• Certain employer payments of student loans on behalf of employees are excluded from taxable income. Employers may contribute up to $5,250 annually toward student loans, and the payments would be excluded from an employee’s income.
  • $454 billion in emergency lending to businesses, states, and cities through the U.S. Treasury’s Exchange Stabilization Fund. Additionally, this includes $25 billion in lending for airlines, $4 billion in lending for air cargo firms, and $17 billion in lending for firms deemed critical to U.S. national security. Firms taking loans must not engage in stock buybacks for the duration of the loan plus one year and must retain at least 90 percent of its employment level as of March 24, 2020. Loans also come with terms limiting employee compensation and severance pay for firms taking loans. Emergency lending will be overseen by a Congressional Oversight Commission and a Special Inspector General.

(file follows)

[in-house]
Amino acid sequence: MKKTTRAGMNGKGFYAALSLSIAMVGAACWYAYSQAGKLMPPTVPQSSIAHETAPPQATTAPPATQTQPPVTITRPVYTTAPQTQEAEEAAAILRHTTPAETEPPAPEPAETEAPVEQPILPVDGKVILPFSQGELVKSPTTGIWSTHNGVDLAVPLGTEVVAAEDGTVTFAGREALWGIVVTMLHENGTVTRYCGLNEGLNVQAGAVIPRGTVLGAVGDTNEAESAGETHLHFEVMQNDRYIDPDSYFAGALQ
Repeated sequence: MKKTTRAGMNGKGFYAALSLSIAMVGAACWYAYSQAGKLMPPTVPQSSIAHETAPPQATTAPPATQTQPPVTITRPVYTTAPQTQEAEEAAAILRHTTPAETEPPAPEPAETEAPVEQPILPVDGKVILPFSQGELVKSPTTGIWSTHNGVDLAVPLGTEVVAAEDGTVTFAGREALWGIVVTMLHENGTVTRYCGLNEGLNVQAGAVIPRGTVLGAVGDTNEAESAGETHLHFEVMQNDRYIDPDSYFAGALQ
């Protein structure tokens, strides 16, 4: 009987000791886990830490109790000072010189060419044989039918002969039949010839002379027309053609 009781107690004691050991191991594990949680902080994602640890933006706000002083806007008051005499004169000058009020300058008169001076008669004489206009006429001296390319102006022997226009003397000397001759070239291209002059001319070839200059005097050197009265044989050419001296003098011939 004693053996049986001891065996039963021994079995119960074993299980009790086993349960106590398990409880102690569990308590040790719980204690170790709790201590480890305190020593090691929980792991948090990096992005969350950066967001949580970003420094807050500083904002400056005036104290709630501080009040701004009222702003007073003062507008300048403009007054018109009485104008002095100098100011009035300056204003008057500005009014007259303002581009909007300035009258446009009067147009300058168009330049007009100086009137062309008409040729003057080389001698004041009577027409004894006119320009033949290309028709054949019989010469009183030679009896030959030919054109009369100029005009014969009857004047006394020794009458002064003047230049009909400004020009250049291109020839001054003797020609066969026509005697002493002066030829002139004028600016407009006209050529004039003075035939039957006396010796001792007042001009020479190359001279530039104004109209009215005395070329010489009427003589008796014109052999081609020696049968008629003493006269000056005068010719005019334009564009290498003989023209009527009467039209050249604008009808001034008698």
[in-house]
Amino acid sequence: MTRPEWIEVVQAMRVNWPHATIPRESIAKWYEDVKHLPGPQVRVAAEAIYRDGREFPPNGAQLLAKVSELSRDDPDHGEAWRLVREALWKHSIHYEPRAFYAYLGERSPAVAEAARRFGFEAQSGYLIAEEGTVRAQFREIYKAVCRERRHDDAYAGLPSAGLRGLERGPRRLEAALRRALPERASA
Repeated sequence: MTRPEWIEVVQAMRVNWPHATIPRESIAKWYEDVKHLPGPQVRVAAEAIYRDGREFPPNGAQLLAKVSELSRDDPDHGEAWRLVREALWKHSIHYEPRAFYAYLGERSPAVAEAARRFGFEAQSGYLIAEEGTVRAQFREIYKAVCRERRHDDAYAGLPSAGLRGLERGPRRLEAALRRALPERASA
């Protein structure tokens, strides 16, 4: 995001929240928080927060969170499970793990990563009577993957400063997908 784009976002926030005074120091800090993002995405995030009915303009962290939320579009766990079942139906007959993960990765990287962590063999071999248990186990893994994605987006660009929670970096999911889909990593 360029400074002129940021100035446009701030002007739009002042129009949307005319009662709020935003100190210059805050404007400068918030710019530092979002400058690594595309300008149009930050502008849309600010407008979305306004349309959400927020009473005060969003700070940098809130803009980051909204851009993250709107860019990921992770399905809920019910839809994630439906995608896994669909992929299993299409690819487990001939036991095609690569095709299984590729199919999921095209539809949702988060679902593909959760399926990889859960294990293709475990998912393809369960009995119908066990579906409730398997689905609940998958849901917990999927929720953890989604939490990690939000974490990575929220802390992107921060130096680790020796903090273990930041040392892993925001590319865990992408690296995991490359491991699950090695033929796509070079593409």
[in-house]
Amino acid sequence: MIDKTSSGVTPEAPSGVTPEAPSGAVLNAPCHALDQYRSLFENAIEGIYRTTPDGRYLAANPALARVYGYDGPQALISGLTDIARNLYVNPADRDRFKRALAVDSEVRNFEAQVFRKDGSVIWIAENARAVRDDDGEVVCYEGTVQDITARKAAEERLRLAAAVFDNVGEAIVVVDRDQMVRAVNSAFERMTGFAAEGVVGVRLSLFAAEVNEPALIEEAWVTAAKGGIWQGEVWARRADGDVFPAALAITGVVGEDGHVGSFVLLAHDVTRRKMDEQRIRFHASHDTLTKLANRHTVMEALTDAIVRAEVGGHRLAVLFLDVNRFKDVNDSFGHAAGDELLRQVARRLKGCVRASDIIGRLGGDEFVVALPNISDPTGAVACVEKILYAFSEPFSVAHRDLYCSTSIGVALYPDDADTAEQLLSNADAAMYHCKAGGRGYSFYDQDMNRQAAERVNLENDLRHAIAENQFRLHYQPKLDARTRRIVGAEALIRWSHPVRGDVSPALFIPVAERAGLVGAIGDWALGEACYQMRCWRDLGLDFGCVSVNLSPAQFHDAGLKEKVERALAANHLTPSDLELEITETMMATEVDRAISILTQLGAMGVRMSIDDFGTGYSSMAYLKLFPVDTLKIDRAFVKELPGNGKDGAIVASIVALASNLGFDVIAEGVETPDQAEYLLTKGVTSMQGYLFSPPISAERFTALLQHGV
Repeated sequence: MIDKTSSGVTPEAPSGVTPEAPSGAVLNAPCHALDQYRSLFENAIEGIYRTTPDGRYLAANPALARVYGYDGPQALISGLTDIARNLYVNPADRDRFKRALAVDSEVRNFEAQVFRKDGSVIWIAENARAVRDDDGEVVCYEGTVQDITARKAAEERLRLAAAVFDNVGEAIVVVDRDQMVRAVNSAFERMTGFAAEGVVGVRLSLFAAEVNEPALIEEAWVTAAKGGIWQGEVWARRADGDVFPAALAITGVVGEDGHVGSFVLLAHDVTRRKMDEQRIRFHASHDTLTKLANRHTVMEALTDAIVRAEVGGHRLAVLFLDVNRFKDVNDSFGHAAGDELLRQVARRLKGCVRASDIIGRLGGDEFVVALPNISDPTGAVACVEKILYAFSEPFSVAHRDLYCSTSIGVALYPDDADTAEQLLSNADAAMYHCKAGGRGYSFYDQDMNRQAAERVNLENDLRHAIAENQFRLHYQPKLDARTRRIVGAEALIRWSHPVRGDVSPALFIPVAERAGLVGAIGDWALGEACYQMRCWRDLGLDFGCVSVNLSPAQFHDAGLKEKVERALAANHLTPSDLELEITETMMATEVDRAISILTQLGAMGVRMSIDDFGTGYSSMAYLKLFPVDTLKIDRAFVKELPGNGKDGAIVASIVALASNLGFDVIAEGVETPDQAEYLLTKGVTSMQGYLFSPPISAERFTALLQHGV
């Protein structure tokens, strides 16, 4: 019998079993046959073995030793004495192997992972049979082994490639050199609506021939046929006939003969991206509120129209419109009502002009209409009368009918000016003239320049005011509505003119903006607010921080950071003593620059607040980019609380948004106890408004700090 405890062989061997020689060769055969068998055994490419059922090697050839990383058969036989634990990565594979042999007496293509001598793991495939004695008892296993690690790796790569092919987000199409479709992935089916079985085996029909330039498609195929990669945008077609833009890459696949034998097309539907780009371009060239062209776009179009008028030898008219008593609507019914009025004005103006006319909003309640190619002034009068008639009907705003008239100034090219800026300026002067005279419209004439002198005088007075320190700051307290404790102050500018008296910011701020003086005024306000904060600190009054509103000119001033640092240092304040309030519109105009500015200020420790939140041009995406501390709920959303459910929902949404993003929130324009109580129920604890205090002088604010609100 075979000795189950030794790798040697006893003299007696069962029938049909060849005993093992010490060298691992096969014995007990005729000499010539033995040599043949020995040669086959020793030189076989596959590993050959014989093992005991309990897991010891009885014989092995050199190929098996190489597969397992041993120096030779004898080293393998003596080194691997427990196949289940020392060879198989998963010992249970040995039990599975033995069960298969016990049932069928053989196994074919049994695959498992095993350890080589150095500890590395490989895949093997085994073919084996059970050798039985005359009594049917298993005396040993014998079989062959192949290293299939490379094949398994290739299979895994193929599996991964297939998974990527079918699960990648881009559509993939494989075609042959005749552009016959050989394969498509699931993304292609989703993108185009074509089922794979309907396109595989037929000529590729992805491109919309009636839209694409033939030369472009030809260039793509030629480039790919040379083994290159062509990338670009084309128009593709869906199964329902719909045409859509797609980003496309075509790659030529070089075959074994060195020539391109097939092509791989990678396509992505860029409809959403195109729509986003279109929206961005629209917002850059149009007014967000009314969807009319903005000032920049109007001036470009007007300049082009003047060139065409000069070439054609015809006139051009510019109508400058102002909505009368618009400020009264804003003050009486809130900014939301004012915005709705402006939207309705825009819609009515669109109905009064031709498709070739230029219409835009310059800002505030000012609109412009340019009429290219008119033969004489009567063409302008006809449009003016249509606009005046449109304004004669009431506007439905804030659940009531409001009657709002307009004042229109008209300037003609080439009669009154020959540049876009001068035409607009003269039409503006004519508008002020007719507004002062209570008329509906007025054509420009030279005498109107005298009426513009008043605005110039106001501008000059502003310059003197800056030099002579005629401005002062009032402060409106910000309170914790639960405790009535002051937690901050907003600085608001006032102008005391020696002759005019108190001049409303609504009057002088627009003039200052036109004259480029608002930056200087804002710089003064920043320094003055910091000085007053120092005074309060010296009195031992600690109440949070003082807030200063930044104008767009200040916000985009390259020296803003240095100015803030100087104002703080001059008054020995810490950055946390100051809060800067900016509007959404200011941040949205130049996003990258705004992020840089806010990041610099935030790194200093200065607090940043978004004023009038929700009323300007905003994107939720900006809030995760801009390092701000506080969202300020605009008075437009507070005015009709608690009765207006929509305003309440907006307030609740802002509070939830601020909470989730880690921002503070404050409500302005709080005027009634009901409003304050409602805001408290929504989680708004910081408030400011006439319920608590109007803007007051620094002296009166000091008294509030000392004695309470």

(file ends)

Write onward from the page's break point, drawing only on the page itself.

• Health provisions to address the coronavirus crisis, including provisions addressing supply shortages, coverage of diagnostic testing for the virus, support for health-care providers, improving telehealth service access and flexibility, encouragement for the creation of drugs to treat the virus, strengthening related Medicare and Medicaid provisions, and providing support for educational institutions.
  • $150 billion in a Coronavirus Relief Fund for state and city government expenditures incurred due to dealing with the coronavirus public health emergency. The fund would be allocated by population proportions, with a minimum of $1.25 billion for each state.

These are certainly challenging times, and sometimes it seems like things change not only week-to-week, but hour-to-hour!  But, an informed appreciation for the government’s bail out plan and how it might affect you and me is essential to making good decisions.  As always, should you have any questions, please let us know.